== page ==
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What is an elixir?
If you are new to herbal medicine making, you might be wondering what is an elixir?
Basically, elixirs are liquids that can be ingested for their health benefits and have been used for centuries to treat various ailments. Making a herbal elixir is usually done using the folk method and involves steeping medicinal herbs in honey or maple syrup, and sometimes combining them with alcohol, vegetable glycerin, or apple cider vinegar.
Elixirs are one of my very favorite preparations for general use. I love that the preparation of elixirs don’t require exact scientific measurements and is more of a culinary adventure than a precise formulation.
They can be made from a wide variety of herbs and are sweet, rich, and strong. The combination of alcohol and honey extracts numerous constituents and also does a great job with long term preservation.
The sweet taste of an elixir is generally so pleasing that most people do not mind drinking it. For this reason, it helps kids and other resistant individuals take their herbal remedies without complaint.
Basic directions for making a herbal elixir
- Fresh or dried herbs
- Brandy, Scotch, Vodka or even cognac, which one you use depends on what’s available and the plant(s) you’re working with. The best results will come from using good quality alcohol for your elixirs—so if possible, invest in some top-shelf brandy or scotch!
- High quality honey (I like using local wildflower honey)
- A Mason jar (or other glass jar that seals well).
- A mixing spoon
- If using dried plant material, fill a jar about a third of the way with plant matter. For fresh plants, add enough coarsely chopped material to fill your jar.
- Fill the jar about a third of the way with honey.
- Stir well so that plants are well coated with honey.
- Fill the rest of the jar with alcohol.
- Stir well.
- Taste and adjust the proportions of honey and alcohol as desired. The mixture will taste sweeter in a couple of weeks, so keep that in mind when making adjustments.
- Cover with airtight lid.
- Label your jar with the ingredients and date,
- Place the jar in a cool, dark place to steep for about 4 weeks.
Strain the plant matter through a fine mesh sieve or cheesecloth. Reserve the liquid.
- Elixirs should be stored in tightly closed, light resistant containers away from direct heat and sunlight. I like amber glass bottles (like these).
- Elixirs can remain shelf-stable for 1-2 years.
Where to buy Herbs
Winter Elixir recipe
Pine and rose hips are strong sources of vitamin C. Pine is also warming and immune stimulating, while yarrow and calendula stimulate the immune response in different ways. Calendula is a good lymphatic clearing herb and in addition to being strongly antibacterial is also antifungal, helping the body to manage many types of microbial overgrowth and imbalance in the system. Yarrow is also powerfully antimicrobial, and it is a diaphoretic herb. Chamomile helps with insomnia, anxiety, and digestive upsets. Ginger is warming and diaphoretic as well, so works nicely in this blend.
- Honey (preferably raw)
- 3 parts fresh ginger or 1 part dried
- 1 part black peppercorns
- 1 handful of pine needles and twigs
- 3 parts dried rose hips
- 3 parts dried calendula petals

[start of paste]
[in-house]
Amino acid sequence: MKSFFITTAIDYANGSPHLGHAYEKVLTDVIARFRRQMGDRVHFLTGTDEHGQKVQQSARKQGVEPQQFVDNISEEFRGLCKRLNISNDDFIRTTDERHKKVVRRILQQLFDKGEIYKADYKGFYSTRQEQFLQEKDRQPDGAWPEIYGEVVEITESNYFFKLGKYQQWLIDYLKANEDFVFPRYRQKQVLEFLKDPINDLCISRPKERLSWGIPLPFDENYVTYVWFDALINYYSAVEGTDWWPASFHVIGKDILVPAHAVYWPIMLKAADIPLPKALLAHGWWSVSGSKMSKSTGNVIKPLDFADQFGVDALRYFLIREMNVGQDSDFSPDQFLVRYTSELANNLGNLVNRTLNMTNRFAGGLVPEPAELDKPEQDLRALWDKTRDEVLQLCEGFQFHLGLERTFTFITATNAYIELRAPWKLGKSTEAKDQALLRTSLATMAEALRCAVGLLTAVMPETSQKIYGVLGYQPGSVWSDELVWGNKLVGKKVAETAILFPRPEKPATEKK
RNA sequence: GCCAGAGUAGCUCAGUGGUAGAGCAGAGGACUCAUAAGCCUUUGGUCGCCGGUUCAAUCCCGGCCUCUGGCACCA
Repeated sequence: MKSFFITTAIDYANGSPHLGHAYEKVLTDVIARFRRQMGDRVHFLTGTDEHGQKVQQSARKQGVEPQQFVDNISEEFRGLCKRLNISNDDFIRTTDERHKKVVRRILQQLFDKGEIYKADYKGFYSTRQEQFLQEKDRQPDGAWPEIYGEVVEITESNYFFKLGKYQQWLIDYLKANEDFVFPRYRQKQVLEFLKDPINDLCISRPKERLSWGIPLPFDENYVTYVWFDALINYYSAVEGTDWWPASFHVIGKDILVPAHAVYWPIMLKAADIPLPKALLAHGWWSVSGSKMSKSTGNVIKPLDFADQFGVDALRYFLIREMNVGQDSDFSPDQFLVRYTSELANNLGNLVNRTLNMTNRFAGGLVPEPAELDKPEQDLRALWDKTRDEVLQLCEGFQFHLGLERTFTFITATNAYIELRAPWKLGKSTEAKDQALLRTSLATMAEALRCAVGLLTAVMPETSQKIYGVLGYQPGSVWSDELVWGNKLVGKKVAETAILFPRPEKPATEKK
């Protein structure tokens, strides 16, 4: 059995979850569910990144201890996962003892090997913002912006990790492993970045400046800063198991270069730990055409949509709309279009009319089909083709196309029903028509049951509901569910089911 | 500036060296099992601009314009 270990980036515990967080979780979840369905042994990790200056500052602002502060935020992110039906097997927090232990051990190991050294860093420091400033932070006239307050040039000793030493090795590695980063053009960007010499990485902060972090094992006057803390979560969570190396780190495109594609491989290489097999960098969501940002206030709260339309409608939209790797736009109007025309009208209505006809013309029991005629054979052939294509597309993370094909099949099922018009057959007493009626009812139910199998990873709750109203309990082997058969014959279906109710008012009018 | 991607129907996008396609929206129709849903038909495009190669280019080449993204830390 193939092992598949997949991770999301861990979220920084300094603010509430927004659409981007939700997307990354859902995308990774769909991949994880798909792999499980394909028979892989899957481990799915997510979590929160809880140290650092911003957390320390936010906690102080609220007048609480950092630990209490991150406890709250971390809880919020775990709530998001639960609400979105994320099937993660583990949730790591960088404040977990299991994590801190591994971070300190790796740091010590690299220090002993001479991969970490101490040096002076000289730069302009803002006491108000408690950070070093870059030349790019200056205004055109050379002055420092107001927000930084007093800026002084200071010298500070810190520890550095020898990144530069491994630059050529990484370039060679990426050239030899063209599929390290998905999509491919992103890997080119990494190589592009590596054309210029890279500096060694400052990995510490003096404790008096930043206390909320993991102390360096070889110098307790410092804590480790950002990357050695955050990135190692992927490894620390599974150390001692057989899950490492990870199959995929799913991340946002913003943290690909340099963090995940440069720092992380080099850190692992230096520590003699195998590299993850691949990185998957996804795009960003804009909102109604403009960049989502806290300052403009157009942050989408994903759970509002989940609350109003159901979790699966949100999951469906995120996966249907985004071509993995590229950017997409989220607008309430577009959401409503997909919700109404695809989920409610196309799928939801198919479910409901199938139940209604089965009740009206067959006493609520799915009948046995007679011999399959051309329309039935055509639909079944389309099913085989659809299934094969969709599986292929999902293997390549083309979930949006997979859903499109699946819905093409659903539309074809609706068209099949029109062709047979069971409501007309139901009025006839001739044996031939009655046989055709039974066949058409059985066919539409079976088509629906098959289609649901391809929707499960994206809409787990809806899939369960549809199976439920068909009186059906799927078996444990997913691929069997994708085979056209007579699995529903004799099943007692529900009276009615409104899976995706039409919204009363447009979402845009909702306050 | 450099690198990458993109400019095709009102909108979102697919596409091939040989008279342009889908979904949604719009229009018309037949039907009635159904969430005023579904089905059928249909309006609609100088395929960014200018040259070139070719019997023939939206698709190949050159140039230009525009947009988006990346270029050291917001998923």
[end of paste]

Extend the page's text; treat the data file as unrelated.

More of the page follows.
- 2 parts dried chamomile flowers
- 2 parts dried yarrow flowers
Rosemary Memory Elixir
Here’s a recipe for a rosemary memory elixir. It can be used daily to support your memory health, or whenever you need a memory boost.
If you have heart disease or are on cardiac medications, please consult with your doctor before using this elixir. If you are pregnant, please consult with your obstetrician or midwife before using.
Emotional Support Elixir
I often turn to herbal elixirs when I want the energetic, spiritual and emotional support of the plants. Depending on the plants used, elixirs can be helpful for grounding, anxiety, depression, grief, soothing anger and rage and uplifting the spirit in heavy times. The herbs recommended in this elixir are particularly good for emotional support.
For this recipe, you can use either fresh or dried herbs. This is a fun elixir to craft, as you can feel free to experiment with the ratios of herbs to use depending on your own taste preference.
- Brandy or apple cider vinegar
- Raw honey
- lemon balm
- st John’s wort
- hawthorn berry (in late summer)
If using dried plant material, fill a jar about a third of the way with plant matter. For fresh plants, add enough coarsely chopped material to fill your jar. Fill the jar 1/3 of the way with honey and stir well. Fill the remaining space in the jar with a high-quality brandy or apple cider vinegar, and stir again until everything is well combined. Place in a cool, dark place for about a month. Strain off plant material with some cheesecloth and squeeze out all the liquid. Put the liquid in an amber glass bottle for long term storage.
We hope that this article has been helpful in explaining what is an elixir, and how to harness the healing power of plants that people have used since ancient times.
The information provided throughout this site is for educational purposes only and is not to be regarded as substitute for professional medical advice and should not be relied on as health or personal advice. The information provided is not intended to diagnose, treat, cure or prevent any disease. Always seek the guidance of your qualified health professional with any questions you may have regarding your health or a medical condition.
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